Moments after casting my ballot with my family by my side during early voting, I wrote out these words. I was emotional and excited and proud. I wanted to save these words for celebration day. I wanted to dedicate this post to all the women who have inspired me before and all the young women who I hope to inspire.
And I think that is why this stings so much. I don't want to be sad. I want to understand. I want to listen more. I want to learn more. I want to be grateful. I want to remember the truth of who is really in charge.
But deep down I was really really really ready to celebrate being a woman on a historic day.
That is why I am sad. This celebration has been stripped away. For now.
But these words are still true. I am still so happy for the progress we have made. I am so happy that we finally had reason to talk about this with our daughters. And I will still forever stand side by side with my daughter encouraging her to always keep believing, keep trying, and keep learning.
From now until we get this done, I will be voting with my daughter. I will keep fighting for love and peace and empathy. I will reach out and learn more from those who are different than me. And I will never give up.
For now, here are the words I wanted to share on election day...
I cried at the polls today.
It took me by surprise.
I was clicking the appropriate boxes, making sure in the case that I needed to make a random choice in an election in which I had not appropriately researched that I was choosing the name that sounded female or international. I realize this is an ill-informed way of making choices. I should have done my research. But a friend once told me this is what she does in this instance and I figured regardless of a person’s policies, I don’t think our government is harmed too much by a little extra diversity.
Anyway, I came to the final screen where you were to confirm your choices and then press the obtrusive and rather daunting red button that read “Cast Ballot.”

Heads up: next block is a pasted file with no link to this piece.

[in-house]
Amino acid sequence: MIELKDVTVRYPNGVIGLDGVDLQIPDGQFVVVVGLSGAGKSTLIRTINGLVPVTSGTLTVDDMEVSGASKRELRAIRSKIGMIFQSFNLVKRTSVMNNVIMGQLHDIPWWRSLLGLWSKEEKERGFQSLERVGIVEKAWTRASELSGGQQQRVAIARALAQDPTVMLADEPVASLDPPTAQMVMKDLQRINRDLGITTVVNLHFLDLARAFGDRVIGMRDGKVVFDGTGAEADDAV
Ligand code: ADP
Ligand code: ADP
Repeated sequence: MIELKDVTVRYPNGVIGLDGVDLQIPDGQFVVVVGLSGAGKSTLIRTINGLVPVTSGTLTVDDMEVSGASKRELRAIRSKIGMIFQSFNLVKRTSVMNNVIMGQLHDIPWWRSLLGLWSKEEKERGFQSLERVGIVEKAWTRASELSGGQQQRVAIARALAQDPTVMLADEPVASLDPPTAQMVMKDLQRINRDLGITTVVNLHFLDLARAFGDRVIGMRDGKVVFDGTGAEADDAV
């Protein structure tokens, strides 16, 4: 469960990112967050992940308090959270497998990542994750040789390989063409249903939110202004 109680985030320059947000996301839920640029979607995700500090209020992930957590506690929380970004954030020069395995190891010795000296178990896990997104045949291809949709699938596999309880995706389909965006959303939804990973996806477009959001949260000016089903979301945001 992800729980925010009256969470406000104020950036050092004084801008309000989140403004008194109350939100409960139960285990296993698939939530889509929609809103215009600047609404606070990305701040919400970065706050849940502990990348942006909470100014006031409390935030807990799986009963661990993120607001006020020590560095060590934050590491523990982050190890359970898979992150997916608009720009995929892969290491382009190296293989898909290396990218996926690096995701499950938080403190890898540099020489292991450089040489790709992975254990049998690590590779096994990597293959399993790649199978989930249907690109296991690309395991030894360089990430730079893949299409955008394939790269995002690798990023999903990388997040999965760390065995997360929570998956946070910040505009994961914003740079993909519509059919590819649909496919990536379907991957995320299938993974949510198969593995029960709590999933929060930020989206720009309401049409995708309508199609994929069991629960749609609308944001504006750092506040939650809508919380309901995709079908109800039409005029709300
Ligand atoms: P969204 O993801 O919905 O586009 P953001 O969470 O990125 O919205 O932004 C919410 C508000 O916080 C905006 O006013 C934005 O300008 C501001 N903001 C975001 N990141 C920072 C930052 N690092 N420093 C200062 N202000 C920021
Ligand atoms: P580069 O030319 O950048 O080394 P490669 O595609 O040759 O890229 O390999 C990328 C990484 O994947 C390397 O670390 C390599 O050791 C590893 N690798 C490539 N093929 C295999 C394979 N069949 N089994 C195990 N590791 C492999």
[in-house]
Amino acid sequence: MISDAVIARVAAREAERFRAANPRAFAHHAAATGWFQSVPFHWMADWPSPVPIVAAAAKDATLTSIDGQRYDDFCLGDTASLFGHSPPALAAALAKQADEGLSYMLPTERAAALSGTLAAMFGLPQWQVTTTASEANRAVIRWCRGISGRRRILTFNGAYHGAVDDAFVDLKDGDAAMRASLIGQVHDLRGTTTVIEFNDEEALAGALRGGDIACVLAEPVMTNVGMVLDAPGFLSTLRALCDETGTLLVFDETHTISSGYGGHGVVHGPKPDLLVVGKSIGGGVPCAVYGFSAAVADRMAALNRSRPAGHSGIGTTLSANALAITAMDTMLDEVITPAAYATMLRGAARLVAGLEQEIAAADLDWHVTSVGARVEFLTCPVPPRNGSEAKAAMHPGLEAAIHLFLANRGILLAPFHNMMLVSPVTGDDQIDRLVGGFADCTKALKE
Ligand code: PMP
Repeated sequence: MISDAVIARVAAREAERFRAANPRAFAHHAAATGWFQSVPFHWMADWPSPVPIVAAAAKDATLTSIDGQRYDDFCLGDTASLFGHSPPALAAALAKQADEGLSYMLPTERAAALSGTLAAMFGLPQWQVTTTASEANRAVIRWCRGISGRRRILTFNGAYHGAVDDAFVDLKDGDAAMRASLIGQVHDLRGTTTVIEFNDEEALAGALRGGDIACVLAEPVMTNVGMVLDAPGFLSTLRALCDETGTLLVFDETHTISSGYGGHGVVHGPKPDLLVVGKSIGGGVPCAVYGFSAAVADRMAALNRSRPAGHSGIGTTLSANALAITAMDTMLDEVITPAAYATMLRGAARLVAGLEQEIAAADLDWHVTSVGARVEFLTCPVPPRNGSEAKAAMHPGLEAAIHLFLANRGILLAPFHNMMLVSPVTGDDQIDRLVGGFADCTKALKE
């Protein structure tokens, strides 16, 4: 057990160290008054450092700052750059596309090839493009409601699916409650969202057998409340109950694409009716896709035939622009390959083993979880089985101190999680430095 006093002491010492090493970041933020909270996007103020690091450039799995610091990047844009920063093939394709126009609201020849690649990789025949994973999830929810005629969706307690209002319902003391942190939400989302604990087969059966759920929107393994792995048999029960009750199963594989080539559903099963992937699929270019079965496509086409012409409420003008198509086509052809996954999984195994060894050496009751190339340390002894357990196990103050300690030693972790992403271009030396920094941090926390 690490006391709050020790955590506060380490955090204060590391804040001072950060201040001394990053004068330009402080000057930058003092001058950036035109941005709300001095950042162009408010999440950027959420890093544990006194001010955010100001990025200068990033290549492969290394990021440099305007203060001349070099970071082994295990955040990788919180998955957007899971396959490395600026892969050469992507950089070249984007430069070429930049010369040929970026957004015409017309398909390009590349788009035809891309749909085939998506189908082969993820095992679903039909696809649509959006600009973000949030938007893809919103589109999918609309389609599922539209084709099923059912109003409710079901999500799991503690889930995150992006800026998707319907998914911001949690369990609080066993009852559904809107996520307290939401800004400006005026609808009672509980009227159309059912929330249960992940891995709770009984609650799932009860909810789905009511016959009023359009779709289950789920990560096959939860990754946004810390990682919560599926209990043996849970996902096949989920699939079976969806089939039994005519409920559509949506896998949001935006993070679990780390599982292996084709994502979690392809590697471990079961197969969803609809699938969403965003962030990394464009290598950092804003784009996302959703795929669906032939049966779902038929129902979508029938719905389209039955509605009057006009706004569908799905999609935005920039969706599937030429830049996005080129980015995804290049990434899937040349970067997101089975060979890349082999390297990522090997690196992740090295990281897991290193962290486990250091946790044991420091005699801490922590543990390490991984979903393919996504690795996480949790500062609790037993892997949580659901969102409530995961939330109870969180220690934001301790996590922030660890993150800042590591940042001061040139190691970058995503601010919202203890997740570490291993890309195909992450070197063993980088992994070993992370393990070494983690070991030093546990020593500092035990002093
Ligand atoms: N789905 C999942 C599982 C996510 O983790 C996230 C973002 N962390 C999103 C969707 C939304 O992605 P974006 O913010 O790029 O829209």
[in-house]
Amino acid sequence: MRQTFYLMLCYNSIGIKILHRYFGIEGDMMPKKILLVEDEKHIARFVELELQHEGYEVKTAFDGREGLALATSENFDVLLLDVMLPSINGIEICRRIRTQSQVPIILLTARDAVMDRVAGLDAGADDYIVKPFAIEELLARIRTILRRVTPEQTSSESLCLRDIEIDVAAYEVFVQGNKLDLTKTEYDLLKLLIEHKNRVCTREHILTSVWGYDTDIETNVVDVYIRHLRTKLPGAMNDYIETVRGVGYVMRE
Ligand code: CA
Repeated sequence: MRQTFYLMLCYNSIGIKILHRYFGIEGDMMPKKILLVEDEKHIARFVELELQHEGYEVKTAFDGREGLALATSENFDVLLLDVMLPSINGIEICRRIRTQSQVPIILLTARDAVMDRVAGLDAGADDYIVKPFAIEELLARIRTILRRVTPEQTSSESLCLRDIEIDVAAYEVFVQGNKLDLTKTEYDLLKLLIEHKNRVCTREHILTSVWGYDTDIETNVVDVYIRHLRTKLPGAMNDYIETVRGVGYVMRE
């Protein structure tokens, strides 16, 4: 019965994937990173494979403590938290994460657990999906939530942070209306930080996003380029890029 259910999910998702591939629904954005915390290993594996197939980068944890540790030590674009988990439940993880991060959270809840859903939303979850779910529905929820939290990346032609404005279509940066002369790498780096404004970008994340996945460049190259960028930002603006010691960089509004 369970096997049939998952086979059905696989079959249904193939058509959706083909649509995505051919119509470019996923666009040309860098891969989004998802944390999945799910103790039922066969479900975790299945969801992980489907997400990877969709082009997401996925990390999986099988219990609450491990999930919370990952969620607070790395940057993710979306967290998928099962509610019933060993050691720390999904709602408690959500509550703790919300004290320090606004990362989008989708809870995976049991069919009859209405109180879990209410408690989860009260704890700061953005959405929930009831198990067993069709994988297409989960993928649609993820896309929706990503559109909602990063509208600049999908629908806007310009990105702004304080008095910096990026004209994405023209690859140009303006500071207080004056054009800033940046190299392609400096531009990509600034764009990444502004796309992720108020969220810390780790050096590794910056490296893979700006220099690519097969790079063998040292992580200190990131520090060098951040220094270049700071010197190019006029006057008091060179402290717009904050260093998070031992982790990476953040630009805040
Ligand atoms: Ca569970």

Suddenly the magnitude of this decision stretched across my mind. I looked down and saw the name I had chosen for the person to lead and guide our country, to model character and inspire positivity. But most importantly, I saw the name of a woman under the title “President of the United States.”
I glanced down at my daughter standing at my feet, mindlessly staring around the room. I wanted her to be a part of this moment with me. I wanted her to say that, while not old enough to vote, she got to cast a ballot for the first woman president (cut away to me strongly crossing my fingers.)
This felt monumental.
Generations before me women stood together arguing for equality and the chance to have their voices heard. They dreamed of a world where a woman as President was a great possibility. They raised their hands high to run for President, stood in picket lines for the right to vote, insisted on sitting when told to stand, marched peacefully with mothers demanding safety for their children.
These women supported each other in a world that might not have been quite ready for their voice with great and mighty hope that their effort would carve a small path, step by step, for the hopes and dreams of women that followed.
And this day, amidst a season of negativity and hatred and confusion, I only felt hope. Monumental hope.
Because despite what others might argue, I do believe we are growing and changing as people. We are making progress towards equality. We are showing our children that they can ignore the conversation that tells me them they can’t and instead push further towards the one that says they can. They might have to fight like hell against all odds for years, and they might make plenty of mistakes along the way, but if they kept the end goal of equality and rights for all in their sight, than the dream is alive for us all.
I wanted to share this hope with my daughter. I wanted to believe that fourteen years from this day when she is standing in the voting booth ready to make her own decision, that the world where a woman had not yet led our country was merely a vague memory. I wanted to believe that because of the courageous steps from women’s voices before us, and because of my own voice right now in this poling place, my daughter lives in a culture that is just a little bit better for her. And I wanted her to know that we did this together, that I will forever do my best to model for her that she has the power to make choices and make a difference. And I will be standing right there with her as she does.
So with tears in my eyes, I picked her up and whispered into her ear “Will you help me make this vote?” She looked to me with a little curiosity and hesitance. She doesn’t like to see her Mama cry. But I smiled in reassurance, took her hand and we pushed that big red button, together.